Several years ago, I worked for Cambridge Technology Partners (CTP), a consulting company that specialized in RAD (Rapid Application Development). CTP’s hallmark was Rapid Solutions Workshop (RSW), in which, we would build a prototype of a real application in three weeks. Key to the success of the workshop was rapid consensus building between client business & technical teams and extreme teamwork. CTP had mastered the art of teamwork so well that they were mentioned by Ed Yourdon in his book Death March on how a company can manage death-march projects (meaning impossible) through exceptional teamwork. Agile Sprints remind me of the RSWs. Exceptional teamwork is critical to any team that wants to get results with Agile.
How do people work together?
When people work together, they can be in one of the three modes; non-cooperation, cooperation or collaboration.
People can be in non-cooperation mode due to either differences in opinions or lack of communication. This will result in the teams working against each other or doing redundant work. In mathematical terms, this is similar to 1 – 1 = 0. I have heard about a senior manager who would cut staffing when the project falls short. His assertion is that the team is in non-cooperation mode because of its size and reducing its size would change the dynamics and improve teamwork.
People can be in cooperation mode, where they divide the responsibilities and identify touch points (contract). In mathematical terms this is similar to 1 + 1 = 2. This means they are doing what is expected of each of the roles but nothing beyond.
People can be in collaboration mode, where they build off of each other’s strengths and knowledge to create something that is exceptional and beyond their individual abilities. In mathematical terms this is similar to 1 + 1 > 2. In this mode, there are lot of negotiations, challenging assumptions and learning/building on each other’s perspectives. Several of our competitors suffer from the same collaboration challenges; hence by collaborating we can get a competitive advantage. At the basic level this could be as simple as dev and QA collaborating to determine what and how to test, resulting in reduced testing effort and earlier discovery of defects.
On the subject of leadership, thought leaders value collaboration so much that they do not want to call people working together without collaboration a team but just a group.
What makes collaboration so difficult?
We are a society that values freedom and democracy. This means I have the freedom to do things my way and you do it your way. This approach gets us into the “throw over the wall” mindset in which, we complete our part per the agreed upon contract (such as requirements document or design document) and let the person on the other end take it from there. This approach allows us to maintain our freedom and work in our own siloed environment without interacting with anyone, avoiding any conflicts and needing to learn anything beyond our own skill set. Toyota believes that this does not work even in an assembly line environment where there is a repeatable, well defined process. Collaboration can be hard because we will need to explain others patiently what we do and why we do it that way, be open to criticism or change the way we do things. Similarly, we will need to take a keen interest in others and how they do their work with an eye for improvement.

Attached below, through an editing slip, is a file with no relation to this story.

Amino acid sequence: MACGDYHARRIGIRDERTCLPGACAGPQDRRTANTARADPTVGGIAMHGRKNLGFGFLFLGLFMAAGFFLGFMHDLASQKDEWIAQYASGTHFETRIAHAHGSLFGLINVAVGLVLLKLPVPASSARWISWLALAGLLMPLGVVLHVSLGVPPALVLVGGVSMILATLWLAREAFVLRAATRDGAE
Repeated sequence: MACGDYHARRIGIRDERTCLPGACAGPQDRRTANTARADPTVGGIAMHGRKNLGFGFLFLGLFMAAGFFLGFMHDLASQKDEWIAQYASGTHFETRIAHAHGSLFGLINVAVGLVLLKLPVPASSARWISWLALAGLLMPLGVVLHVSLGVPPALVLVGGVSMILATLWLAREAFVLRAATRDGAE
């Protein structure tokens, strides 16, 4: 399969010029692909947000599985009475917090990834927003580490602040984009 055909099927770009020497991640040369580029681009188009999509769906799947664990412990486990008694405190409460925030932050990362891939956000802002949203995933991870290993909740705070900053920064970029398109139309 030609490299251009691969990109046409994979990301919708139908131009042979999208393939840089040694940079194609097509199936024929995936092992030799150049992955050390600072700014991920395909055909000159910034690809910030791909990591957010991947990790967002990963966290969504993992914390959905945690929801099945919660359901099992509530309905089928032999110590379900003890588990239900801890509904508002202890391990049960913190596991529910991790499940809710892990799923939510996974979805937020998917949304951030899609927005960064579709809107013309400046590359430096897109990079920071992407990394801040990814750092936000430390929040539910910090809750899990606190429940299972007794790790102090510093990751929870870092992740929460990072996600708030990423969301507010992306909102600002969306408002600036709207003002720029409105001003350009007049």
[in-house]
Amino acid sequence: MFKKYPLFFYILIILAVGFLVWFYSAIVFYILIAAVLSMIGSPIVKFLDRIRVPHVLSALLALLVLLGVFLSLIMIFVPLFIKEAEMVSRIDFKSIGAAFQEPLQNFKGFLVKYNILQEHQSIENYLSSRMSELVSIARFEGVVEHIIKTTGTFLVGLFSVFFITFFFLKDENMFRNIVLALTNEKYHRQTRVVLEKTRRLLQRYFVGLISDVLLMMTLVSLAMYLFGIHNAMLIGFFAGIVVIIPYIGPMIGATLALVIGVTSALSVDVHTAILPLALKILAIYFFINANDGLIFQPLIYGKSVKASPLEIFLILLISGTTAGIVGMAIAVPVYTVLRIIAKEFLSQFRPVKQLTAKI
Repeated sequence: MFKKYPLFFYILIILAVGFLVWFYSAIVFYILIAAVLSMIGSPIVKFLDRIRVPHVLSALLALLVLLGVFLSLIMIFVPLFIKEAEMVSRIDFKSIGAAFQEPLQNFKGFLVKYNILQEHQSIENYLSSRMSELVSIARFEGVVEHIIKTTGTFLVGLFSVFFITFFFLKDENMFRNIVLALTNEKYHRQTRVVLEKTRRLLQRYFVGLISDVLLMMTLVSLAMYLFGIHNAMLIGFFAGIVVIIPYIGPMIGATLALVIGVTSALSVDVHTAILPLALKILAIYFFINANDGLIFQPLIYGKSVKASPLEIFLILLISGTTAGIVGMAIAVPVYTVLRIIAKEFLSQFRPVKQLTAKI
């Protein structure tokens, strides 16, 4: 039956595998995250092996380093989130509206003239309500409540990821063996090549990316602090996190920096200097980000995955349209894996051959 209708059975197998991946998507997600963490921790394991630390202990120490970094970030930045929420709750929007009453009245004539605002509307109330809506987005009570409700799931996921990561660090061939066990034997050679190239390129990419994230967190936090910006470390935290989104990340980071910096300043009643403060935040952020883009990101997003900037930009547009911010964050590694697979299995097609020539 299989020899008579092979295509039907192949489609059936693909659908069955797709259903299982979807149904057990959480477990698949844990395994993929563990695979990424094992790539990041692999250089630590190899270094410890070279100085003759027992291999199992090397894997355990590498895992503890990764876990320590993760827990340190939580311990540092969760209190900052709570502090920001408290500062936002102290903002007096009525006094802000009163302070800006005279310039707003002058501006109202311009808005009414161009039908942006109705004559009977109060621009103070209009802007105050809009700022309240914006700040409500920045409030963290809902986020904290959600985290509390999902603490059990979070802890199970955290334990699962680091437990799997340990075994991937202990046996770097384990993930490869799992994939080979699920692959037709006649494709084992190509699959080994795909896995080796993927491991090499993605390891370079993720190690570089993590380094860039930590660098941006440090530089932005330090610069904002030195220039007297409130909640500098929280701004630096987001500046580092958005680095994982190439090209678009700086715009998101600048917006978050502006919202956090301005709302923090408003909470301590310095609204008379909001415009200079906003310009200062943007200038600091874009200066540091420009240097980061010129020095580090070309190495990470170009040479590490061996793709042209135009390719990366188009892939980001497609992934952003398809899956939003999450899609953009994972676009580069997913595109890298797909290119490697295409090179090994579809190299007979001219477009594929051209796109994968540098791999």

Other possible barriers to collaboration are the biases and hierarchies we have in our head based on our background and skillset. This can be an asset if we respect/value the diversity of opinions or it can be a liability if it prevents us from learning and respecting others that come from different backgrounds and skillsets. To collaborate, we will need to suspend some of the biases and not only understand the viewpoint of others, but build on it to create something exceptional.
How does Agile help with teamwork/collaboration?
Agile forces people from different backgrounds to work together on the Agile team. By creating a self-managed, empowered Agile team, all barriers or departmental silos naturally go away.
Agile practices such as release planning, sprint planning, standup meetings provide the time and space for teams to collaborate and build relationships with each other. Daily standup meetings help teams identify potential collaboration opportunities that they can then followup on. Sprint and release planning provide more structured and extended opportunities for collaboration.
Through retrospectives, a team periodically reflects on its collaboration experience and provides feedback to each other to improve it. Teams also evaluate results from the sprint to determine if collaboration could produce better results.
The end of the sprint review or the demo gives a sense of accomplishment and meaning to the team’s work, motivating the team and reinforcing the value of collaboration.
Teamwork is something that most people take it for granted. As a coach, when I observe Agile teams closely, it does not come easy at least initially. It is especially harder for people who have been working in silo-ed environment for a long time. There is a natural tendency to go back to the old way of doing things. It gets better with every sprint. It is a wonderful thing when developers, product managers, testers and writers build off of each other to create something unique and drastically simple. Any team can be collaborative but it takes lot of motivation and effort from everyone. Reason Agile promotes teamwork is not an accident. One of the Authors of the Agile manifesto, Alistair Cockburn specialized in teamwork.